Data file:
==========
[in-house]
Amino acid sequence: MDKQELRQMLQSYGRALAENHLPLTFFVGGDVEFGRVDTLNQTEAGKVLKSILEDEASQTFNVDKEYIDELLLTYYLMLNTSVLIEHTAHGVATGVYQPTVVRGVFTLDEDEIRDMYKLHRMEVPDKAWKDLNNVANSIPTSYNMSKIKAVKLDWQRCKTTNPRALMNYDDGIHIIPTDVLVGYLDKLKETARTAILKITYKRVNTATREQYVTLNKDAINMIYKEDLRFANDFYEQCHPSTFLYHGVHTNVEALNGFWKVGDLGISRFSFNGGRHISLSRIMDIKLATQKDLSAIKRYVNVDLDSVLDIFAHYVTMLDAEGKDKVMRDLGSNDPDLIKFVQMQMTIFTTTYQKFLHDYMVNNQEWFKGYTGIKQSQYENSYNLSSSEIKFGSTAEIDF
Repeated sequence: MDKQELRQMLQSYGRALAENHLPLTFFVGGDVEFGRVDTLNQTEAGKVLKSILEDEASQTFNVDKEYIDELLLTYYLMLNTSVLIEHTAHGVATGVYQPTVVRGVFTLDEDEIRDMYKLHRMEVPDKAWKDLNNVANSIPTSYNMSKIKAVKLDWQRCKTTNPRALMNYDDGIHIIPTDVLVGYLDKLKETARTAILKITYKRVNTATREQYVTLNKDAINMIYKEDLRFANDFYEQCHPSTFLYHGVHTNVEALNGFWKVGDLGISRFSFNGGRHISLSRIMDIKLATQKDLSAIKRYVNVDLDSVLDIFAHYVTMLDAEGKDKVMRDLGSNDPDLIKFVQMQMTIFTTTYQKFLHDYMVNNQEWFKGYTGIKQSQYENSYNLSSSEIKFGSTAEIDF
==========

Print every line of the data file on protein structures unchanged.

[in-house]
Amino acid sequence: MDKQELRQMLQSYGRALAENHLPLTFFVGGDVEFGRVDTLNQTEAGKVLKSILEDEASQTFNVDKEYIDELLLTYYLMLNTSVLIEHTAHGVATGVYQPTVVRGVFTLDEDEIRDMYKLHRMEVPDKAWKDLNNVANSIPTSYNMSKIKAVKLDWQRCKTTNPRALMNYDDGIHIIPTDVLVGYLDKLKETARTAILKITYKRVNTATREQYVTLNKDAINMIYKEDLRFANDFYEQCHPSTFLYHGVHTNVEALNGFWKVGDLGISRFSFNGGRHISLSRIMDIKLATQKDLSAIKRYVNVDLDSVLDIFAHYVTMLDAEGKDKVMRDLGSNDPDLIKFVQMQMTIFTTTYQKFLHDYMVNNQEWFKGYTGIKQSQYENSYNLSSSEIKFGSTAEIDF
Repeated sequence: MDKQELRQMLQSYGRALAENHLPLTFFVGGDVEFGRVDTLNQTEAGKVLKSILEDEASQTFNVDKEYIDELLLTYYLMLNTSVLIEHTAHGVATGVYQPTVVRGVFTLDEDEIRDMYKLHRMEVPDKAWKDLNNVANSIPTSYNMSKIKAVKLDWQRCKTTNPRALMNYDDGIHIIPTDVLVGYLDKLKETARTAILKITYKRVNTATREQYVTLNKDAINMIYKEDLRFANDFYEQCHPSTFLYHGVHTNVEALNGFWKVGDLGISRFSFNGGRHISLSRIMDIKLATQKDLSAIKRYVNVDLDSVLDIFAHYVTMLDAEGKDKVMRDLGSNDPDLIKFVQMQMTIFTTTYQKFLHDYMVNNQEWFKGYTGIKQSQYENSYNLSSSEIKFGSTAEIDF